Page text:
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New exhibit showcases stories of people with Down Syndrome

Down Syndrome Art exhibit FOR WEB.jpg
Posted at 2:24 PM, Aug 06, 2021
and last updated 2021-08-06 15:24:32-04

KANSAS CITY, Mo. — A new art exhibit opens Friday night in Kansas City, Missouri, featuring the portraits and stories of people with Down Syndrome, with the goal of creating a better understanding of them and their lives.

The project is called "Just As I Am." It's a partnership between the nonprofit 7 Billion Ones, led by photographer Randy Bacon, and local organization Down Syndrome Innovations.

The exhibit at the Leedy-Voulkos Art Center will feature black-and-white portraits of people living with Down Syndrome, alongside video interviews with them, in which they talk about their hopes and dreams and the commonalities they share.

"I like to be treated with love and respect. I want people to look out for one another, be there for each other, make this world a better place," Khia, one of the models featured in the project said.

Sydney, another one of the models, said she hopes to go to University of Missouri to study American Sign Language. Another model, Liam, said he wants to become a physical education teacher and coach Special Olympics.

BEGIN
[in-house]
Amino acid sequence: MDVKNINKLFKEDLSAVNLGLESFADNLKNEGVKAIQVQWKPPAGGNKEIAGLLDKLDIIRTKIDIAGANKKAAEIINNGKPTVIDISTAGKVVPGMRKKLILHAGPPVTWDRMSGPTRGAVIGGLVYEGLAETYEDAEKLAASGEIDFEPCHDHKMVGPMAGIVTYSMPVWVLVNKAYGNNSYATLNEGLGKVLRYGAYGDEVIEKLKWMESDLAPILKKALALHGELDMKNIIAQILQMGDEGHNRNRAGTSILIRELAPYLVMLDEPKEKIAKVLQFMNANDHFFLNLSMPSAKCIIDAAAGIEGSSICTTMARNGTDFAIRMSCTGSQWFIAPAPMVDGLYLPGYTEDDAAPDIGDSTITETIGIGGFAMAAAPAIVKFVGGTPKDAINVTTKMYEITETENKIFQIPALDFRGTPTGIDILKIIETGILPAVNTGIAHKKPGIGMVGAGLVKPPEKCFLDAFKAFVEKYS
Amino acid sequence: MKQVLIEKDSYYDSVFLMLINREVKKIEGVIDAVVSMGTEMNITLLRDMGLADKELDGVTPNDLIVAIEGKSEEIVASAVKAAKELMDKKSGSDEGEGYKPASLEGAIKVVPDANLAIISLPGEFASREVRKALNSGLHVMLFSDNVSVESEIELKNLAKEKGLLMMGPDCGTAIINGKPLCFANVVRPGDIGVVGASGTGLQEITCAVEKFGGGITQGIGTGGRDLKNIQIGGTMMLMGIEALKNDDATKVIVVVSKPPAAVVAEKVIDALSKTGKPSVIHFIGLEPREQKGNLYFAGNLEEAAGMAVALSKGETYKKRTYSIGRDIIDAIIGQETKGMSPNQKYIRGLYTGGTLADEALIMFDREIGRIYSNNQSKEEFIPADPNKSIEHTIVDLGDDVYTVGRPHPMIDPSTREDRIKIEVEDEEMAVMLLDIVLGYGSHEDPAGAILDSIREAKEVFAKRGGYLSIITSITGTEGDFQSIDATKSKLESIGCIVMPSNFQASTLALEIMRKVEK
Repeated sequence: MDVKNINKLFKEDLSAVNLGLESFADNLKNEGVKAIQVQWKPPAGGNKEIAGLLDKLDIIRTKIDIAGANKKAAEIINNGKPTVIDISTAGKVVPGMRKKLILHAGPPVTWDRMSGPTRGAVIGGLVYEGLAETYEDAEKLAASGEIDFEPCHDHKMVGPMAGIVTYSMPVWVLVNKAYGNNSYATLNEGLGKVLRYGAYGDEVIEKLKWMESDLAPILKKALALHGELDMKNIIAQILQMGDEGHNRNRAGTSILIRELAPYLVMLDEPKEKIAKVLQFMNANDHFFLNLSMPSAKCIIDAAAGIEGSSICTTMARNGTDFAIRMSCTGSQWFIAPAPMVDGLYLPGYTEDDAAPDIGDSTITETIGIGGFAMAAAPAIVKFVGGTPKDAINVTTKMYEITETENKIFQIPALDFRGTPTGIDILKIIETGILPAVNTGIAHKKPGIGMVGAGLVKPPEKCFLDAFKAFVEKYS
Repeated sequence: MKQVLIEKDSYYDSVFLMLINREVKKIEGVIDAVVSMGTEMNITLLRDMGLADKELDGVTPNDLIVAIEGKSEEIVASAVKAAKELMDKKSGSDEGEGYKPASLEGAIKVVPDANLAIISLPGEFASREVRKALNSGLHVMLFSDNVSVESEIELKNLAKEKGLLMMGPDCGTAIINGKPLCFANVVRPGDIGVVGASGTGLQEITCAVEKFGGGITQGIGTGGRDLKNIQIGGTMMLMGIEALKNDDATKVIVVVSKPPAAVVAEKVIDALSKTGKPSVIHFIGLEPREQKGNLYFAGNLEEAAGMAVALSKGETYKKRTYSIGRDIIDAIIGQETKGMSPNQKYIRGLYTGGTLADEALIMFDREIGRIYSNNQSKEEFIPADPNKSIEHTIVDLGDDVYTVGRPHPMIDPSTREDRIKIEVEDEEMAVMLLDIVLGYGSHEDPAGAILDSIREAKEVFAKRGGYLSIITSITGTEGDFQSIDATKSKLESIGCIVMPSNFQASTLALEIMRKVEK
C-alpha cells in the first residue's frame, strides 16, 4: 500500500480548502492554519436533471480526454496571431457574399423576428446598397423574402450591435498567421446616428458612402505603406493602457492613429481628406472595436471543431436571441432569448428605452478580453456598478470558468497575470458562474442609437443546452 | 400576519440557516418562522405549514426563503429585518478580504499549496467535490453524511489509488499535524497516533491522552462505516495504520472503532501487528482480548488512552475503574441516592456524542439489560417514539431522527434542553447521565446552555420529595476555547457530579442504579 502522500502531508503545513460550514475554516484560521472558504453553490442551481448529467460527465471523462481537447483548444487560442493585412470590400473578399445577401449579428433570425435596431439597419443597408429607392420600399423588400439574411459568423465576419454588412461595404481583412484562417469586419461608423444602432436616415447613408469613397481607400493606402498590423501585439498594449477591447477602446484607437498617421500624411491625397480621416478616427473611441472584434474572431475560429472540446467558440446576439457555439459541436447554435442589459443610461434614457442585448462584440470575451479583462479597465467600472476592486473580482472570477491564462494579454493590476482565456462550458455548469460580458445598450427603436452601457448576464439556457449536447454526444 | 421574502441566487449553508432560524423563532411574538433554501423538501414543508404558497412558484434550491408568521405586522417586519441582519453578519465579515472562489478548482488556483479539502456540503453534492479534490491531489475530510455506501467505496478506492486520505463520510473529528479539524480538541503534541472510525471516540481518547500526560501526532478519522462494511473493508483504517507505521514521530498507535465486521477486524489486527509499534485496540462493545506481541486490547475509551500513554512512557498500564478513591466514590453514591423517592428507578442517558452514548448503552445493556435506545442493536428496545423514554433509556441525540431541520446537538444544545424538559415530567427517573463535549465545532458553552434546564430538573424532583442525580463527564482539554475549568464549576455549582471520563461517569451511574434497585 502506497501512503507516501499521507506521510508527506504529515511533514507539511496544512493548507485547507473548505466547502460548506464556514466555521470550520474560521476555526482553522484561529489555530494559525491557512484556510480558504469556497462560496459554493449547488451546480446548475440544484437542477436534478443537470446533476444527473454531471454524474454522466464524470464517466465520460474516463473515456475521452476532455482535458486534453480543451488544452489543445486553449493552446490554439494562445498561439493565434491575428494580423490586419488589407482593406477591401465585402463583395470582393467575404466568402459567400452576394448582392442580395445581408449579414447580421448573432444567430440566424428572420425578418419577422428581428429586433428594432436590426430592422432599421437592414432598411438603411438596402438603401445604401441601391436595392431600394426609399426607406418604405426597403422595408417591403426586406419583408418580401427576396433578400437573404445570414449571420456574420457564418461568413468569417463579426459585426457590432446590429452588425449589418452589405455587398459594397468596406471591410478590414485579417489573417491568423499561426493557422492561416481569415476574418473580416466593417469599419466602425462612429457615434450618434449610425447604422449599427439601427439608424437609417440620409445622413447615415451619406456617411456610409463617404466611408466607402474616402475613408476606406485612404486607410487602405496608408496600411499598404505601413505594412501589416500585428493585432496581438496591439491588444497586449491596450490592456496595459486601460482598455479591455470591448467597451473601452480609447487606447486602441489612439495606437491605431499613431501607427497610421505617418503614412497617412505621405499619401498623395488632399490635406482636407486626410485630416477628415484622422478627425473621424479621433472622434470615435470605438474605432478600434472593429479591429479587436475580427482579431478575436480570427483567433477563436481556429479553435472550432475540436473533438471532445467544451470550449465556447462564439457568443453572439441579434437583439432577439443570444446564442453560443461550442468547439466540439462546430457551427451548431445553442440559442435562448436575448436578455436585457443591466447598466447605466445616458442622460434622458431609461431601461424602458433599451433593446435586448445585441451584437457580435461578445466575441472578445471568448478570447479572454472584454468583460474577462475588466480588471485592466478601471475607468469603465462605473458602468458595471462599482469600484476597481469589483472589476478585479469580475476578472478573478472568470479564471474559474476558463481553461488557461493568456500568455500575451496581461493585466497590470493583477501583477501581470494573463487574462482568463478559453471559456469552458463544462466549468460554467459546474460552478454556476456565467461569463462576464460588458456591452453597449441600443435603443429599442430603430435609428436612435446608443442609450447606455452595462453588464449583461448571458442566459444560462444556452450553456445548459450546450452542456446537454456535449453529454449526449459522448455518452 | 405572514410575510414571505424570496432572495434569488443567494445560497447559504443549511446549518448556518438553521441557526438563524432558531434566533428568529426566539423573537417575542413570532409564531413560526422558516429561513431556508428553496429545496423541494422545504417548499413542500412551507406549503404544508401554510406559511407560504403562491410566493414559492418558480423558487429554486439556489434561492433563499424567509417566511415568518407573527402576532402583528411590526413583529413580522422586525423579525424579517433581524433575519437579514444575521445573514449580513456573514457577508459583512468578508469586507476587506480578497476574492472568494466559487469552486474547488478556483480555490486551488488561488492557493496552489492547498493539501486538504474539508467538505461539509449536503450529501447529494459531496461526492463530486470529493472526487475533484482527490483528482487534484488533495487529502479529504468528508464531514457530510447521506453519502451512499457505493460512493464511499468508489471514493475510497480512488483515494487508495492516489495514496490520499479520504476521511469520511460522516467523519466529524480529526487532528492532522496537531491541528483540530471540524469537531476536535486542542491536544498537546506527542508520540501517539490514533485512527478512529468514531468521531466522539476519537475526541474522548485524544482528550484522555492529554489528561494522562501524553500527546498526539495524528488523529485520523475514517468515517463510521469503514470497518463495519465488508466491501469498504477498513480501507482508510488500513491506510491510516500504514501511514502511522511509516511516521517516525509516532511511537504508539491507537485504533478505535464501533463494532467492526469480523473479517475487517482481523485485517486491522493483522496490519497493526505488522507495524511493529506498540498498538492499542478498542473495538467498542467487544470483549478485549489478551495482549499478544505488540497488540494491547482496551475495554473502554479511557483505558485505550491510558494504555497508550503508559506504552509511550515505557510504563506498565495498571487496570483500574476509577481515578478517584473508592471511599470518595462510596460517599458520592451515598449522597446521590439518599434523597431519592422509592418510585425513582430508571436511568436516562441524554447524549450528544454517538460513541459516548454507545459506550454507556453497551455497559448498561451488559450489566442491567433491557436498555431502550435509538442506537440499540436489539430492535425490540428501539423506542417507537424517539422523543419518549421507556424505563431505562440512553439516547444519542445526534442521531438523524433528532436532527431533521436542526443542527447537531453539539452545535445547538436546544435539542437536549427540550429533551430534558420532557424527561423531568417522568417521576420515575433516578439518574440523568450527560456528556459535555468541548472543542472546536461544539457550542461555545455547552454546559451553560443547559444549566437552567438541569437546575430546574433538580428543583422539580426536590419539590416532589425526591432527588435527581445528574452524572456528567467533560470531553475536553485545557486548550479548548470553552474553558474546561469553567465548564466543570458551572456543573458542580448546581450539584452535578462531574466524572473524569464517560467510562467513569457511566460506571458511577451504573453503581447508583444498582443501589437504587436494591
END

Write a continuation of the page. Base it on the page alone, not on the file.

Bacon, the photographer behind the project, said he hopes the gallery shows people that those living with Down Syndrome can contribute just as much to the world as anyone else.

"That's what I'm trying to do is to get people just to take a step back, don't judge the book by its cover, try to get rid of any type of inaccurate negative judgments you may have and just get to know that person," Bacon said.

The models and their families said they hope the exhibit can help people understand that living with Down Syndrome isn't a bad thing.

"Our hope is, by seeing this gallery, and these pictures, people will see these individuals for who they are. They're just human beings," Jason Long, whose daughter Willow, is featured in the gallery said.

"I'm just born with [Down Syndrome] and I just love being normal and that's OK to have it and I really love my life," Halie, one of the models, said.

The exhibit run until Oct. 30. It's open from 11 a.m. to 5 p.m., Thursdays through Sundays. On First Fridays, it's open from 6 p.m. to 9 p.m., and admission is free.

More information is available on the Down Syndrome Innovations website.